“So we have ended up, after three decades of worshipping free markets, with a system in which the single most dominant players in setting asset prices are central banks and in which financiers are much bigger receivers of government largesse than any welfare cheat could dream about.” Did Bernie Sanders utter this statement? Or Elizabeth Warren? In fact it issued from a column by that staid defender of free markets since 1843, The Economist magazine (or “newspaper,” as they refer to themselves). The “Buttonwood’s Notebook” column of that esteemed publication included this statement in a fascinating general review of the malaise that infects the world economy and its attendant financial system. Buttonwood’s column especially focuses on the growth of the financial industry and its ill effects on the real economy. It cites various economic studies that show that the financial services world has far exceeded its usefulness as a value creating business, and now exists and grows by means of economy killing “rents,” meaning it has the ability to extract money from the rest of the economy (that is from the lower 99%) through monopoly.
In the same vein, the Economist has just posted a chart (see above) showing that the wealthiest one percent of the world’s population now hold as much wealth as the other ninety-nine percent of its inhabitants. And the trend lines are not encouraging, as they show this phenomenon is accelerating.
At its heart, this is an ideological crisis, but not in the sense most people imagine. The crisis we face is not simply due to the ascent of neoliberal ideology, nor to the massive expansion of government that conservatives claim inhibits positive market forces. The crisis we face comes from the very notion that the moribund ideologies that arose in the context of 19th century struggles between capital and labor contain a logic that can explain the problems we face in the information age.
To be sure, arguments on both the current political left and right contain useful perceptions, but as the Economist article points out, there is no general existing economic theory that explains what is really going on. People, and thus the economy, do not act in accordance with economic models. The ideologies and economic models used to describe the world are not as useful as their proponents contend they are. Economists struggle to find an economic theory as revolutionary and insightful as Quantum Theory has been for physics, or the Theory of Evolution has been for biology and zoology (or even behavioral psychology). Economists have failed in this quest, in part because the scope of the problems we face is not adequately explained in the struggle between free markets and government intervention. An aspect of the problem is simply the contention between centralized and local finance, and with respect to energy between capital intensive versus distributed energy production.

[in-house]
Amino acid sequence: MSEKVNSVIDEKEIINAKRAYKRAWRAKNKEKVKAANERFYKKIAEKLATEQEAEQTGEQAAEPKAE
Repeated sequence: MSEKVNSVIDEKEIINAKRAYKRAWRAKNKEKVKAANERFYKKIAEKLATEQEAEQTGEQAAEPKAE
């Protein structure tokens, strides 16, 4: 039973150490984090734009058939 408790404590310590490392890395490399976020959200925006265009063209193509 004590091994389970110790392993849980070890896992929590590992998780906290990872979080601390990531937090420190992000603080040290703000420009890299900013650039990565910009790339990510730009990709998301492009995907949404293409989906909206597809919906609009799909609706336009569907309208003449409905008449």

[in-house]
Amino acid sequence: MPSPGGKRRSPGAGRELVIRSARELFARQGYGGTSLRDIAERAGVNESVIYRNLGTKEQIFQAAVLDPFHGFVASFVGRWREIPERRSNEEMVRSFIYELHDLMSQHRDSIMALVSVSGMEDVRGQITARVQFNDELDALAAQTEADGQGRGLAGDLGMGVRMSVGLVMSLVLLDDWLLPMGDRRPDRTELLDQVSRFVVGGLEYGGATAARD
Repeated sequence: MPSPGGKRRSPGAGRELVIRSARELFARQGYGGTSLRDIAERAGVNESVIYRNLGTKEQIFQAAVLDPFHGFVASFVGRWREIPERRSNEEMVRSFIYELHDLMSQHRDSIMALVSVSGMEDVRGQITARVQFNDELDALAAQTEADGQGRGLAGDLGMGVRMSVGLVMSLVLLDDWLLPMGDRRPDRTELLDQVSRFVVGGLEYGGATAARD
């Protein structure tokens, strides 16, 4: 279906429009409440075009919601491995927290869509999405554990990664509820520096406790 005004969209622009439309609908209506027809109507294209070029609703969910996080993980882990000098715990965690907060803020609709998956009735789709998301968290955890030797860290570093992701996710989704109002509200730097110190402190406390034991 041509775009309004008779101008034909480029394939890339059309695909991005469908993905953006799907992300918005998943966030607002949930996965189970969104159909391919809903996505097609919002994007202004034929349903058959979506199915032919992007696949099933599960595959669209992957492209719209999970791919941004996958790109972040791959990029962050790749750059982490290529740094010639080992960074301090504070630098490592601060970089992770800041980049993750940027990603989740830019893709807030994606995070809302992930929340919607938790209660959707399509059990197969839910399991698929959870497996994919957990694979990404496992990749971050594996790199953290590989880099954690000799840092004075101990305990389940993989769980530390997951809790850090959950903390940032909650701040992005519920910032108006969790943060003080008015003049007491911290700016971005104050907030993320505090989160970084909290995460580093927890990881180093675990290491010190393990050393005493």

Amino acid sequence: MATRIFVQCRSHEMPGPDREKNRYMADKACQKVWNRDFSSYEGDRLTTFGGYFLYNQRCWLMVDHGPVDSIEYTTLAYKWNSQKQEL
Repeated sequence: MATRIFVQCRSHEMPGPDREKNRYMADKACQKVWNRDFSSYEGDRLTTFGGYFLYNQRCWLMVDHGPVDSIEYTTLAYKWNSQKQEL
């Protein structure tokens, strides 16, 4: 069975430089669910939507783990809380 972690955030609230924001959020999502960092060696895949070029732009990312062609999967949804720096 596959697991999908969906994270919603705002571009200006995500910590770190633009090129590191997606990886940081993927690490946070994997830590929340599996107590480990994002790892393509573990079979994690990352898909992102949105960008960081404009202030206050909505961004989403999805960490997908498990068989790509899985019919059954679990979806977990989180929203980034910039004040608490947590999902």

The scaled capitalization of energy production is characterized by further concentration of wealth. Imagine the possible effect on local economies if energy transactions remained largely local. Imagine if the value of gasoline, other fossil fuels, and electricity remained in local economies and were not funneled every day to the large financial institutions that even the Economist admits lead primarily to wealth concentration. However, there is little attention paid to this paradigm by economists, even “micro economists.” Among academic economists, those of the “micro” variety mainly examine the tiny bits of macro paradigms. In a digital age where Amazon and box stores dominate sales, this is understandable. But energy is one area that cries out for accurate micro-economic analysis. Such analysis could reveal the very positive, and locally multiplied effects, of getting our energy for transport, home heating/cooling, water heating, etc directly from sunshine and the winds. Green energy represents a great hope, perhaps our greatest hope, that the insidious concentration of wealth can be forestalled short of political and environmental catastrophe.
Perhaps the revolutionary ideology that can finally enlighten the economists and the rest of us is the still unscripted ideology of economic populism, where local and concentrated capital comes into a healthy balance.
Worryingly, the big banks we all have come to resent are moving rapidly to finance capital intensive energy projects that follow the old, failed model, the model that removes wealth from local hands. A clear example of this are the power purchase agreement solar installations on home rooftops, instruments financed by Wall Street. Such agreements have the potential to be packaged and marketed, possibly following in the footsteps of the mortgage instruments that led to the mortgage crisis.
Counter trends, like the Community Choice Energy movement in California are struggling against strong corporate political headwinds emanating from Wall Street. Not just the economy, but the earth itself, appears to ride on the outcome of these struggles.